ILMA Compoundings - July 2020 - 27
was difficult to get samples out because
agents were in a lockdown. "It causes
some delays, but at least now it is getting
easier to manage," Røjgaard said.
Ames said, overall, there likely has
been limited enforcement of IMO
2020 regulations. "The world has
much bigger problems today," he said.
However, some ports have shared
their findings. The Maritime and
Port Authority (MPA) of Singapore
reported that, in the first quarter of
2020, most ships calling at the Port of
Singapore complied with IMO 2020
requirements. During that time, MPA
conducted 326 Port State Control
(PSC) and Flag State Control inspections in the Port of Singapore.
Pre-arrival notification submitted
to MPA from January to March 2020
showed that about 96% of the ships
that arrived in the Port of Singapore
used compliant fuel. This excluded ships
installed with open-loop scrubbers that
switched to using compliant fuel upon
entering in the Port of Singapore.
MPA reported that 12 ships that
were not fitted with scrubbers were
using fuel that marginally exceeded the
sulfur limit, which could have been
due to remnant residues of high-sulfur
fuel in the fuel oil tanks and piping.
Two foreign-registered ships were
found to be using noncompliant fuel.
They were each issued a PSC detention order and were allowed to depart
from the port after verifying they had
switched to compliant fuel.
In May, the Australian Maritime
Safety Authority detained a ship for
having fuel with a sulfur content of
1.38%, which is an IMO 2020 violation. MUR Shipping's dry bulk carrier,
the African Heron, was held at the port
of Geelong after it was found with noncompliant fuel oil on board. The ship
was detained on May 1 and released on
May 3 after the noncompliant fuel was
discharged ashore and the fuel system
Ames said freight costs initially increased
due to IMO 2020 but have decreased
as prices have gone down. "Now
they are less than they were last year,"
he said. "There really was very little
increase in freight costs to IMO 2020."
However, some freight costs have
gone up because producers are trying
to use these ships to store their crude
oil that isn't selling. "As the crude prices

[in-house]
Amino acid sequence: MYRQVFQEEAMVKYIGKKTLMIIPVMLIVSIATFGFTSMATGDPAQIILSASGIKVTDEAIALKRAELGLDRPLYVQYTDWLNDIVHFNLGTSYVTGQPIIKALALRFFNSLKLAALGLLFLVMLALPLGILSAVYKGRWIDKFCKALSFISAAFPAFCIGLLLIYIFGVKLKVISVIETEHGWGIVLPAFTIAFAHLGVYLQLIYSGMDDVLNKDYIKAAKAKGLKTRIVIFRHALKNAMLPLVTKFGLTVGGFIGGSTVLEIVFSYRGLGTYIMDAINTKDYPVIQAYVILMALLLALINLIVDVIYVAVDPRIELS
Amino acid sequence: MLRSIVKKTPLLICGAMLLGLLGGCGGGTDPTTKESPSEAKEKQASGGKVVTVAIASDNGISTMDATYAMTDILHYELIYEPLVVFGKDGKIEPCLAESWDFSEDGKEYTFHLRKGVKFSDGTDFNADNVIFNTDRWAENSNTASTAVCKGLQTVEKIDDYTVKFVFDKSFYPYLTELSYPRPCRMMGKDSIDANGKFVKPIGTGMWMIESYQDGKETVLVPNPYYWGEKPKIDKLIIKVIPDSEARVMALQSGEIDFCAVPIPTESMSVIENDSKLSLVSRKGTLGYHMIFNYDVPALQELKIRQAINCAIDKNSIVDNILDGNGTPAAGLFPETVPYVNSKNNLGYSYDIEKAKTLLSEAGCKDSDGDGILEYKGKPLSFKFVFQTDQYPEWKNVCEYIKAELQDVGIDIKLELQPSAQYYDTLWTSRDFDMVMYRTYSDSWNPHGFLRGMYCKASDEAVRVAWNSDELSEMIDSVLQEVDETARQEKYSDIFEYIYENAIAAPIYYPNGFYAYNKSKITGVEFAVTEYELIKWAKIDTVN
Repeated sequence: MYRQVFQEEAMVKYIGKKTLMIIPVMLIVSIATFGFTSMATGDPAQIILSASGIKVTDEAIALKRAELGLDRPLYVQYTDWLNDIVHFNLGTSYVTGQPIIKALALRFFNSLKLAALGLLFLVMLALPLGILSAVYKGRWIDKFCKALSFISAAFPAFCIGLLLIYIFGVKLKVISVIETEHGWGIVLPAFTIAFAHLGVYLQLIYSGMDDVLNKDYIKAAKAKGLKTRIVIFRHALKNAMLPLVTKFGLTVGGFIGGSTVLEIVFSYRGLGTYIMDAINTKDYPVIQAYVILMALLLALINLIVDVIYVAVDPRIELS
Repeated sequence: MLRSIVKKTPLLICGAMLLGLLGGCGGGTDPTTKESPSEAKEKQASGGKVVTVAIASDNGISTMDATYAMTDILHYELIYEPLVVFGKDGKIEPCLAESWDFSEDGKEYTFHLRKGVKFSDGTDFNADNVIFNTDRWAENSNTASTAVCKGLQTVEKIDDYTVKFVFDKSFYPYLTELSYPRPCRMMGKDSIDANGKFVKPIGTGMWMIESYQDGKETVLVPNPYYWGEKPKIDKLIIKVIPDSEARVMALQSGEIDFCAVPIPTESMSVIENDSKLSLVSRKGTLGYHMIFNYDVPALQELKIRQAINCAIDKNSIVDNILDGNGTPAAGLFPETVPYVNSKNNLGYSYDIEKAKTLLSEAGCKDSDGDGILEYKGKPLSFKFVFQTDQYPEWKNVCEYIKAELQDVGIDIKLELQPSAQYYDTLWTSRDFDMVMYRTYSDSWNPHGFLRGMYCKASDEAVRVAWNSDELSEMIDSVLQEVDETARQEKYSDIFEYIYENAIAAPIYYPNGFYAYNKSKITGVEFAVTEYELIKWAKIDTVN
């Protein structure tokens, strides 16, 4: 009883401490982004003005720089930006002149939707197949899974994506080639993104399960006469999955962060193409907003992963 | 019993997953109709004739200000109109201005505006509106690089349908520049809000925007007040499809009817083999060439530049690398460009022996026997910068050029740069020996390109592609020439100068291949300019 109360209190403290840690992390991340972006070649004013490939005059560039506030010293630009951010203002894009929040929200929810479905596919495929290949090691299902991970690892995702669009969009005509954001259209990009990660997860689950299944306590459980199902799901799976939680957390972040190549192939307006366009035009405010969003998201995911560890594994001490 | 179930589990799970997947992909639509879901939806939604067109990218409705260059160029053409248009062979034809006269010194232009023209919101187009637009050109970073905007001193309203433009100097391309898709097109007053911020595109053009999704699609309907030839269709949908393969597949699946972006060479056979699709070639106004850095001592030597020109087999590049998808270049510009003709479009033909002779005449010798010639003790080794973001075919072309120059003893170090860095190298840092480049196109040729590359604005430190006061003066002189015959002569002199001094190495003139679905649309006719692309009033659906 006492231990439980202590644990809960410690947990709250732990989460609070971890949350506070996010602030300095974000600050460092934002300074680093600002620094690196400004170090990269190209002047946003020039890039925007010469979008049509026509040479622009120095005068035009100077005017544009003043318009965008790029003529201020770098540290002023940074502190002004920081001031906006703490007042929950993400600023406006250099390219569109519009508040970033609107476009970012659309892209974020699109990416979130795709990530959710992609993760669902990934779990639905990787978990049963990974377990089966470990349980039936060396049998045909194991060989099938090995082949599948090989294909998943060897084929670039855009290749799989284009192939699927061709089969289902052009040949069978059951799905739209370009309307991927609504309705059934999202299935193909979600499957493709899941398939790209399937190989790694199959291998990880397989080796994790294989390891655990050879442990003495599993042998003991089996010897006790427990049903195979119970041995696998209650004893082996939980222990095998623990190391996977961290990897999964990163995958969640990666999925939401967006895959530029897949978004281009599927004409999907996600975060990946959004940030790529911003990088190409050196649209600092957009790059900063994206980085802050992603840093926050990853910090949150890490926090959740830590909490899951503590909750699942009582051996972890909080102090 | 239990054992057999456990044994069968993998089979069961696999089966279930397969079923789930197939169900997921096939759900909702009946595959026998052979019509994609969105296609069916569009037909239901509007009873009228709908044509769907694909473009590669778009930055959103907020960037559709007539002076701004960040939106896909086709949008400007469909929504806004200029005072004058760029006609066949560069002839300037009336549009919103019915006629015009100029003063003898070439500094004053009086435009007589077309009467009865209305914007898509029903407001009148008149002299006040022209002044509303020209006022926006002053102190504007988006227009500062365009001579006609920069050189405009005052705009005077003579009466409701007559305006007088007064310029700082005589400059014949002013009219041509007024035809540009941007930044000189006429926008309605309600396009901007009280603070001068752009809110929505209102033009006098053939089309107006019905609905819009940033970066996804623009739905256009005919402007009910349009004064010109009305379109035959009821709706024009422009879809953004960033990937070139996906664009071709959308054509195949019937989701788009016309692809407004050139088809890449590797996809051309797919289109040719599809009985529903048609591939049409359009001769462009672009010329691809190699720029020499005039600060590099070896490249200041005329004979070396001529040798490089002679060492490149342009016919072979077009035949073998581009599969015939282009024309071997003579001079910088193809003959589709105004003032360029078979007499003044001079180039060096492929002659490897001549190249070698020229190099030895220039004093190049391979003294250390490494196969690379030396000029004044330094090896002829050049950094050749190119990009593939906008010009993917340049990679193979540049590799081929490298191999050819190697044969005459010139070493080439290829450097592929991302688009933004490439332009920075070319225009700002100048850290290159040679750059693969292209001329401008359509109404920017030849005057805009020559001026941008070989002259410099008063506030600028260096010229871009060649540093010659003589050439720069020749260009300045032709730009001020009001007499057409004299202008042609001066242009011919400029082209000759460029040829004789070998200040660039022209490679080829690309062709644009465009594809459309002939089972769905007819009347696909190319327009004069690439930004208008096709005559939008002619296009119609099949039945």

collapsed, there was a huge incentive
to put crude into storage," Eskew said.
"One of the ways market players can do
that is to use floating storage. There was
an enormous run-up in freight rates
due to this interest in using tankers as
BASE OIL PROJECTIONS
The industry had expected Group I
economics would be affected because
of the nature of their yield and the
byproducts they produce, but the
reduction in demand has had a much
more significant effect on the production of those plants than IMO 2020,
Eskew said. He added that the differentials between base oils and feedstocks
had taken a considerable jump.
"The issue is, can they sell the base oil?
If they're associated with a fuel refinery,
are they operating at a level that throttles
back base oil production? The market
impacts most folks expected from IMO
2020 have been overwhelmed due
to the changes in demand caused by
the pandemic and, on top of that, the
crude oil price war between Russia and
Saudi Arabia," Eskew said. "It is hard to
Beginning in the fourth quarter last
year and extending to January of this
year, the margins on base oil were so
poor that people were dumping their
surplus base oils into the VLSFOs,
Ames said. "It was more profitable to
do that than try to sell them for the
distressed prices. That was when crude
was still up in the $60-$70 range,"
Ames said Kline estimated that finished lubricant sales are off 25%-30%
overall. "That certainly implies there
is less demand for base oil," he said.
"Everybody was going on producing
them until somebody said, 'My tanks
filled up. Stop ordering.'"
Eskew said there isn't any data
to say where products are cut back
because the demand decrease has been
broad across the board. "The expected
changes in the market due to IMO
2020 would have caused some upward
pressure on bright stock values, but
that really hasn't happened," he said.
A LOOK TO THE FUTURE
Eskew said he believes the disruptions
the industry expected to see from
IMO 2020 have been evened out
rather than delayed. "We expected
that 2020 was going to be much more
disruptive than 2021 and 2022," he
said. "Because of the slump in demand
and the COVID impacts, we sliced
away the hump of the disruption.
The refining industry becomes more
prepared as time goes by."
Ames said the potential impact on
a long-term basis is probably quite
a bit less than the industry initially
forecasted, but he said that the
industry could change quickly, given
the uncertainty that exists. "What
is factually correct today could be
drastically different in a week," he said.
"It is a turbulent market."
For now, much of the industry
is waiting to see when supply and
demand will balance out. "I don't see
prices and demand bouncing back
until OPEC+ cuts production to
match demand and draw down some
of these inventories," Ames said.
Long is a freelance writer and journalist.
She can be reached at 925-750-7163
ILMA Compoundings - July 2020
Table of Contents for the Digital Edition of ILMA Compoundings - July 2020
ILMA Compoundings - July 2020 - Cover1
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ILMA Compoundings - July 2020 - 1
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ILMA Compoundings - July 2020 - 3
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ILMA Compoundings - July 2020 - Cover3
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